Location data can be especially valuable when analyzing customers and markets. Marketing and real estate analysts have long recognized that location intelligence can provide a more robust picture of a business’s customers, but few organizations take advantage of location data in enterprise-wide applications. That’s a mistake.

When businesses combine demographic and location information, they can custom tailor their marketing efforts to a specific audience within a geographical location.  A charity, for instance, can greatly benefit from linking location and demographic analytics gaining key insights about its donors, their household income and the types of charities to which they contribute, for example.  By connecting these data points to a location, marketers can better capture the attention of their most receptive donors while at the same time reducing their marketing costs by focusing on a smaller, more targeted donor audience. Applying the power of demographic and location insight can result in greater success and profitability. 

Natural Gas Industry Case Study: Union Gas

To further demonstrate the impact of combining demographic and location intelligence, consider the experience of Union Gas, a major Canadian natural gas storage, transmission and distribution company that has operated in Ontario for over a century. Its distribution business serves about 1.4 million residential, commercial and industrial customers in more than 400 communities across northern, southwestern and eastern Ontario.  Not long ago, Union Gas launched a program to promote a weatherization conservation program to a specific segment of its customer base.  Executives wanted to expand the program to reach the target base in the most effective and efficient manner possible, but they weren’t sure how to accomplish this.  Additionally, they needed to determine the best areas to focus their marketing and messaging based on their customers’ property characteristics and neighborhood demographic profile.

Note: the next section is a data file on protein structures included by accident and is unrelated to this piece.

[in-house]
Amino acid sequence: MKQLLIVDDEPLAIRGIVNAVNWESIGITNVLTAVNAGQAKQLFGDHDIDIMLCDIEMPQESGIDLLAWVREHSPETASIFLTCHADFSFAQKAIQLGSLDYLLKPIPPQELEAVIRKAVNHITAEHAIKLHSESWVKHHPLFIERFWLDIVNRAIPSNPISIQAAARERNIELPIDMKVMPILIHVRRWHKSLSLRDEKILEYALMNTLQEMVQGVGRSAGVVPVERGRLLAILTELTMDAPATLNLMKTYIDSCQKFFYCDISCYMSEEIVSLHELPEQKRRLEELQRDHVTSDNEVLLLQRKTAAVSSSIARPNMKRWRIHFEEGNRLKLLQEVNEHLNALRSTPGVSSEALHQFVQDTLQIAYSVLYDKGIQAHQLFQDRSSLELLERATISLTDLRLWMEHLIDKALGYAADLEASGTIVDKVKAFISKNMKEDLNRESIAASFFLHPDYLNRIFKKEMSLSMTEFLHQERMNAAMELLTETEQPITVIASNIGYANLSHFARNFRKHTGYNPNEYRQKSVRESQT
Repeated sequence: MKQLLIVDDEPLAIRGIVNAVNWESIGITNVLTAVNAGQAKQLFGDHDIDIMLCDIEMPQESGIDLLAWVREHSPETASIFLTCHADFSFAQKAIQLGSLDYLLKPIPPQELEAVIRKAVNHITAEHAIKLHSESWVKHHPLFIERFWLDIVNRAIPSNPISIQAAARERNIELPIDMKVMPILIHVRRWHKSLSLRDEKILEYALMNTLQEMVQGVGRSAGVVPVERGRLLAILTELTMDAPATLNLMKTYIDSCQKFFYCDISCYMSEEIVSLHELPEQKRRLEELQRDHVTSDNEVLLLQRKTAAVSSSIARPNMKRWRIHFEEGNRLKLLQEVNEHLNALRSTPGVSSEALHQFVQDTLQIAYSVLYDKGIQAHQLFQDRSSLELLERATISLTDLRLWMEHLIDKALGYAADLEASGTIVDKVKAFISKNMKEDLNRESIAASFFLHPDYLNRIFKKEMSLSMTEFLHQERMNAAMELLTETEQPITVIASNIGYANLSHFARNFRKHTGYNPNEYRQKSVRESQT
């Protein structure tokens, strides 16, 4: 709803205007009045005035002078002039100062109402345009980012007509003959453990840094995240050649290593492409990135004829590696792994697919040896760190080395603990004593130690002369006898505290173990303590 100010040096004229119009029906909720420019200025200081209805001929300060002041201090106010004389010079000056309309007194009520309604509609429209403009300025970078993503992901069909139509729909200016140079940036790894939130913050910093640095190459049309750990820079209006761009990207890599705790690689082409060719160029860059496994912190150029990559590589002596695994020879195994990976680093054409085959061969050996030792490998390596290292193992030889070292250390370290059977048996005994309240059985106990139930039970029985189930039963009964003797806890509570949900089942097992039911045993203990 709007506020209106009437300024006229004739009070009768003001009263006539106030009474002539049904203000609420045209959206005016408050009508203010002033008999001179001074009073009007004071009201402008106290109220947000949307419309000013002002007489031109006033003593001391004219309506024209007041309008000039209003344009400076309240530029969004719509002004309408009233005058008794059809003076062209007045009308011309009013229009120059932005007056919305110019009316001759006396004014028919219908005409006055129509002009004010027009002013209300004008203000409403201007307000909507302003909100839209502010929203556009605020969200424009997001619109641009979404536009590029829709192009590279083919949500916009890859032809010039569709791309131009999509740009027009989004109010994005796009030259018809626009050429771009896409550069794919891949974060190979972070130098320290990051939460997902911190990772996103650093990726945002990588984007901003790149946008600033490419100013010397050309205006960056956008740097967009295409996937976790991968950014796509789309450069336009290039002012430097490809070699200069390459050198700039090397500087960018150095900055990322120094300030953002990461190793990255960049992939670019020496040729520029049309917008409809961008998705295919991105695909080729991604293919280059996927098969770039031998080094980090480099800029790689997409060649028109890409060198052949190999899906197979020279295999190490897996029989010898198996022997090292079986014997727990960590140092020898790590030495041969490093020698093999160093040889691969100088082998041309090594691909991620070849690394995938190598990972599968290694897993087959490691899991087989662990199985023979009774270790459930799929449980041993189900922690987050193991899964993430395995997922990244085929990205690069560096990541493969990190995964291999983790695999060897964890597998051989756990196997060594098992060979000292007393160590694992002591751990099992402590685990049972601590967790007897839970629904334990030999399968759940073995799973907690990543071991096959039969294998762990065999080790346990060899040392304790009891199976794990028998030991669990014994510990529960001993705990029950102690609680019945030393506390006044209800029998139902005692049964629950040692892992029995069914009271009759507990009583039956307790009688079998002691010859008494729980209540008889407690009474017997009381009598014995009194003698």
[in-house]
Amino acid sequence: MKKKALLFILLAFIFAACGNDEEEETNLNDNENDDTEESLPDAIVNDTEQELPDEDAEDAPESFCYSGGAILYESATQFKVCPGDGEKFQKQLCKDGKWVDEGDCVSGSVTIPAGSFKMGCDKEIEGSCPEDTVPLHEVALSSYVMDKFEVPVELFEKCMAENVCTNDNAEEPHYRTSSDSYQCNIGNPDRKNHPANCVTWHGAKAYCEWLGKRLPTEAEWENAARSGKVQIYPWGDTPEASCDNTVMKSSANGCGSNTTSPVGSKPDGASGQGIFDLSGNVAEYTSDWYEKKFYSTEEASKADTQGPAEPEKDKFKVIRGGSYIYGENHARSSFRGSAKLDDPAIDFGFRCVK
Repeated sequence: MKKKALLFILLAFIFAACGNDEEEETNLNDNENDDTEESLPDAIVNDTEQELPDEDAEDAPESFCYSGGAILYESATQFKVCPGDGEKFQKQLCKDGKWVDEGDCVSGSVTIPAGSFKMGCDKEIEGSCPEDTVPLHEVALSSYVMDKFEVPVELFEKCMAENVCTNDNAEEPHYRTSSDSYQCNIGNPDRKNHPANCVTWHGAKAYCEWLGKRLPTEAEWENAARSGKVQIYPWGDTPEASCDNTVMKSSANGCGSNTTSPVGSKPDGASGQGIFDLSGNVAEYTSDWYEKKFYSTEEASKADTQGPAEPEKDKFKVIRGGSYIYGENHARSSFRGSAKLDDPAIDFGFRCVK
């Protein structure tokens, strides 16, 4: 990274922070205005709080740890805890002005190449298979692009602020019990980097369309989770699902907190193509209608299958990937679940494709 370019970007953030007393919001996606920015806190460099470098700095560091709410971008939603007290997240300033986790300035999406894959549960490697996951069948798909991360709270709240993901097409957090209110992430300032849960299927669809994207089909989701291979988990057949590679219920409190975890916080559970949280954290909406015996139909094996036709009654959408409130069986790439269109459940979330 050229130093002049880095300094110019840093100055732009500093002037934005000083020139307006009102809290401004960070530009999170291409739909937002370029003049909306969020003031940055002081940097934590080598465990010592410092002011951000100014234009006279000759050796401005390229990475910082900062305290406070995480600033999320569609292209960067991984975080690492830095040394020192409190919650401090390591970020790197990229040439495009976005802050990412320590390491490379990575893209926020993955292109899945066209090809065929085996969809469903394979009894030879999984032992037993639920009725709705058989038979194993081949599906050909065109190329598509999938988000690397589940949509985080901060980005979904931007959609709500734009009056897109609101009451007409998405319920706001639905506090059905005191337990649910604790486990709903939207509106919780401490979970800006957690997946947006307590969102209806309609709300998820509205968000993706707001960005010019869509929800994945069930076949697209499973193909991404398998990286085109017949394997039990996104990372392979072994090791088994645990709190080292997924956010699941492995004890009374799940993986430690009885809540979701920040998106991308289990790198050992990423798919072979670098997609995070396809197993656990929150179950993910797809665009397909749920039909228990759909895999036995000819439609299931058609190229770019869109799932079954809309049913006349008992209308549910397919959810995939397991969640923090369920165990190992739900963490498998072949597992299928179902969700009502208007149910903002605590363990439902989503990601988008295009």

A holistic solution enabled Union Gas to visualize existing customer addresses and cross-reference those addresses with neighborhood and property characteristics to identify the right neighborhoods in which to promote its conservation program.  The results were significant.  Compared with a typical response rate of 1%, this program’s uptake, rates increased to 4% and, in some areas, 8%. Some 11.5 million cubic meters of natural gas were saved—a consumption reduction equal to the removal of 3,800 cars from the road for one year. 

“Through the use of DMTI’s location-based services, we have been able to broaden the awareness and uptake of our programs with highly targeted communications,” says Dave Simpson, general manager of sales and marketing at Union Gas. “This is a win for our customers financially, and it improves the environment by saving energy.”

Without the help of demographic and location analytics, achieving these positive results would have been much more difficult. 

The Power of Two

Enriched insight enables companies like Erie Mutual and Union Gas to develop the tactics to identify their target audience, connect with them and ultimately meet their strategic goals. Combining demographic and location analytics can provide businesses with the missing piece of the puzzle behind successful customer acquisition, merchandising, cross-selling and site location analysis. With all the data available, there’s no reason to go to market without knowing exactly where the best customers are located.

Published Wednesday, January 15th, 2014

Written by Catherine Pearson, Phil Kaszuba